Programs & Research

Assessing the Long-Term Effectiveness of Seminaries in Maximum Security Prisons

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<h3 style=”text-align: center;”><span style=”color: #800000;”>IN THE NEWS</span></h3>
<a href=”http://www.baylorisr.org/programs-research/program-on-prosocial-studies-of-religion/assessing-the-long-term-effectiveness-of-seminaries-in-maximum-security-prisons/the-angola-prison-seminary-effects-of-faith-based-ministry-on-identity-transformation-desistance-and-rehabilitation-routledge-innovations-in-corrections/”><img class=” wp-image-15836 aligncenter” src=”http://www.baylorisr.org/wp-content/uploads/Angola2-200×300.jpg” alt=”Angola2″ width=”112″ height=”168″ /></a><strong>Book released 8/6/2016
<a href=”http://www.baylorisr.org/2016/08/30/byron-johnson-on-faith-radio-the-impact-of-inmate-led-prison-ministry/”><img class=”alignright wp-image-15857 size-medium” style=”border: 1px solid #000000;” src=”http://www.baylorisr.org/wp-content/uploads/faith-radio-button-300×108.jpg” alt=”faith-radio-button” width=”300″ height=”108″ /></a>
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<div id=”stcpDiv”><a href=”http://www.baylorisr.org/2016/08/30/byron-johnson-on-faith-radio-the-impact-of-inmate-led-prison-ministry/”><strong>The impact of inmate-led prison ministry</strong></a></div>
10-9-2012
Impact of Seminaries for Maximum Security Prisoners Will Be Studied By Baylor University’s Institute for Studies of Religion

<a href=”http://www.baylorisr.org/2012/10/1-3-million-grant-awarded-to-isr-to-study-the-impact-of-prison-seminaries/”>[ READ THE PRESS RELEASE ]</a>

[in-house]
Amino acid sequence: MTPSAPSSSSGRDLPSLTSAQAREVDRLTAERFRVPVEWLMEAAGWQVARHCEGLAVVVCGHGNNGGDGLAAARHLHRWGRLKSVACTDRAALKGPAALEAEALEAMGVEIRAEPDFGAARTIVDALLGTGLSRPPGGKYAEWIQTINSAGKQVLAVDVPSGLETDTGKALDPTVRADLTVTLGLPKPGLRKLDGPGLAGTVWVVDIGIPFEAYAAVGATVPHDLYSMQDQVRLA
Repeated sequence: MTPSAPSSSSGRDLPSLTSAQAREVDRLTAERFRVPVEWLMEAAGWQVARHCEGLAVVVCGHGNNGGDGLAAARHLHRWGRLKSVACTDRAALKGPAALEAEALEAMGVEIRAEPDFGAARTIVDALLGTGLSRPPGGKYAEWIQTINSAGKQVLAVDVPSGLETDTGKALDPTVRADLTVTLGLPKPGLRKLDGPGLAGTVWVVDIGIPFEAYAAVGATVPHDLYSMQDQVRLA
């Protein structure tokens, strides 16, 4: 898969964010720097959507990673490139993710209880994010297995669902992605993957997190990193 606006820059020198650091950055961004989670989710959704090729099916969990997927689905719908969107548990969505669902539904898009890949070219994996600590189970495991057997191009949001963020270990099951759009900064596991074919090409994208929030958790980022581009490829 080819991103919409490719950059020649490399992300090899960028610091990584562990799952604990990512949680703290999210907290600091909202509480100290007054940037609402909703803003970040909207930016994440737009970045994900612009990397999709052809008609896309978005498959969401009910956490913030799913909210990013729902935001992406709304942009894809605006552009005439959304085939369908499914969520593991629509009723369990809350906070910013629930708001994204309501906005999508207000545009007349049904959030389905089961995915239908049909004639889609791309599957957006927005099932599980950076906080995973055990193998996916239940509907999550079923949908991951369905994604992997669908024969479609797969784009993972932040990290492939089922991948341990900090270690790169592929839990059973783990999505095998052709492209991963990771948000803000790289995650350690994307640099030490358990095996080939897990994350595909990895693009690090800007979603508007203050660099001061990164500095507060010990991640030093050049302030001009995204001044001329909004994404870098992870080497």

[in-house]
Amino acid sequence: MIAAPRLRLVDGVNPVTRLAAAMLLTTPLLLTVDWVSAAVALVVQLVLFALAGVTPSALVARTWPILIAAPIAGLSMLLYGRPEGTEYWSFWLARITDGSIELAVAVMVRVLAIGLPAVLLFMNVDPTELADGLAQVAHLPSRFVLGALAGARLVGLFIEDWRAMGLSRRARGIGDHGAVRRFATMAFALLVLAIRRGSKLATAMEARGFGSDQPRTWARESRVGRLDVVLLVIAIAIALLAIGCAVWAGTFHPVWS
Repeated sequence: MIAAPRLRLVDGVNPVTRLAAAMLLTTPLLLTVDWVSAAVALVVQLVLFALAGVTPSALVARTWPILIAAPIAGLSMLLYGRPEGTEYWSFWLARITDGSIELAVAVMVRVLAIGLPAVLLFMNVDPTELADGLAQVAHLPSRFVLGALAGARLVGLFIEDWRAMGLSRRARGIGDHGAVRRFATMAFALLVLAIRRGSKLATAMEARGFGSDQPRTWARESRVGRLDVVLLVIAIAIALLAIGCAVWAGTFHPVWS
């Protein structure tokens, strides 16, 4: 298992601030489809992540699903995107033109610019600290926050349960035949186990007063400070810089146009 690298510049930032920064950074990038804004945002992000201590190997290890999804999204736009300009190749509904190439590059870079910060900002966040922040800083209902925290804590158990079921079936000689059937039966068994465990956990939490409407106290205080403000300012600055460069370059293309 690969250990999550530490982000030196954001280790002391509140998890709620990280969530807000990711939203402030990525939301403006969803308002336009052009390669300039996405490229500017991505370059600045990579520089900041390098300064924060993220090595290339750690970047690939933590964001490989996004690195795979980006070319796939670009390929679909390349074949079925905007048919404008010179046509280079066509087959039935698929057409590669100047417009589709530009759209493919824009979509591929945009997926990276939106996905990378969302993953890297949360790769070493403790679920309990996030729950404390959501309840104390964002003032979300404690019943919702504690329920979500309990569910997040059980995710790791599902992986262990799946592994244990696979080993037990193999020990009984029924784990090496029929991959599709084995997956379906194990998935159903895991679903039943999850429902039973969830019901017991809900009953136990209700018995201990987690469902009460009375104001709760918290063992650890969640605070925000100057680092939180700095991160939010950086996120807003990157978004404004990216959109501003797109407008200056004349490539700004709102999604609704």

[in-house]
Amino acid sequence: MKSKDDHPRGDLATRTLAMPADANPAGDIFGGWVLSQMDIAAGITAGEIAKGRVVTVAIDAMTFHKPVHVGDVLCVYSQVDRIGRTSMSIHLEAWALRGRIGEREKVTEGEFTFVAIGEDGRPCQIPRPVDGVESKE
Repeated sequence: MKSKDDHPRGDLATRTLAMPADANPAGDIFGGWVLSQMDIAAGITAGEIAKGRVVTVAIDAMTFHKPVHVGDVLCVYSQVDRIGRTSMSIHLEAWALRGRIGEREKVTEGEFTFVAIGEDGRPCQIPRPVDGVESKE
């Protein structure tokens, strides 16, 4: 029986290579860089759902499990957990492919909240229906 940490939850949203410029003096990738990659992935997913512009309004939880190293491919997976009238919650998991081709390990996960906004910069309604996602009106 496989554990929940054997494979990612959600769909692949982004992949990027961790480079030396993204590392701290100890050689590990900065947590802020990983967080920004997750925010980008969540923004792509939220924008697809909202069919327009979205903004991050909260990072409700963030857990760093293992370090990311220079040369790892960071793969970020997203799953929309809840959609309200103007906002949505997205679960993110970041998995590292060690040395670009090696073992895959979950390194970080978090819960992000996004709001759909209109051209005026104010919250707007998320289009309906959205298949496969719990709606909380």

<h3 style=”text-align: center;”><span style=”color: #8a0808;”>RESEARCH UPDATE:</span></h3>
<span id=”productTitle” class=”a-size-extra-large”><strong><a href=”http://www.baylorisr.org/wp-content/uploads/US-Prison-Seminaries.pdf”>U.S. Prison Seminaries: Structural Charity, Religious Establishment, and Neoliberal Corrections</a><a href=”http://www.baylorisr.org/wp-content/uploads/RRR-Four-Gods.pdf”>
Michael Hallett, Bryon Johnson, Joshua Hays,
Sung Joon Jang, and Grant Duwe; <em>The Prison Journal</em>. <span class=”publicationContentEpubDate dates”>February 6, 2019</span>Handbook of Research on Academic Misconduct “Four Gods” in Maximum Security Prison: Images of God, Religiousness, and Worldviews Among Inmates</a></strong></span>
By Sung Joon Jang, Joshua Hays, Byron R. Johnson, Michael Hallett and Grant Duwe, <em>Review of Religious Research, </em>Vol 60, No.3, 2018

<a href=”http://www.baylorisr.org/wp-content/uploads/religions-09-00182.pdf”><strong>Existential and Virtuous Effects of Religiosity on
Mental Health and Aggressiveness among OffendersPrison Seminary Movement in Prison Life </strong></a>
<span class=”author notFaded” data-width=””><span class=”contribution”><span class=”a-color-secondary”>by </span></span></span><span class=”author notFaded” data-width=””><span class=”contribution”><span class=”a-color-secondary”>Sung Joon Jang, </span></span></span><span class=”author notFaded” data-width=””><span class=”contribution”><span class=”a-color-secondary”>Byron R Johnson, </span></span></span><span class=”author notFaded” data-width=””><span class=”contribution”><span class=”a-color-secondary”>Joshua Hays, </span></span></span><span class=”author notFaded” data-width=””><span class=”contribution”><span class=”a-color-secondary”>Michael Hallet, </span></span></span><span class=”author notFaded” data-width=””><span class=”contribution”><span class=”a-color-secondary”>and Grant Duwe;<em> Religions </em>(91): 182, (2018.)</span></span></span>

<a href=”http://www.baylorisr.org/wp-content/uploads/06-Hays-et-al-Formatted-FINAL-p-69-79.pdf”><strong>Inmate Ministry as Contextual Missiology:
Best Practices for America’s Emerging
Prison Seminary Movement in Prison Life </strong></a>
<span class=”author notFaded” data-width=””><span class=”contribution”><span class=”a-color-secondary”>by Joshua Hays, </span></span></span><span class=”author notFaded” data-width=””><span class=”contribution”><span class=”a-color-secondary”>Michael Hallet, </span></span></span><span class=”author notFaded” data-width=””><span class=”contribution”><span class=”a-color-secondary”>Byron R Johnson, Sung Joon Jang </span></span></span><span class=”author notFaded” data-width=””><span class=”contribution”><span class=”a-color-secondary”> and Grant Duwe;<em> Perspectives in Religious Studies<strong>, </strong></em> 45(1): 69–79, (2018.)</span></span></span>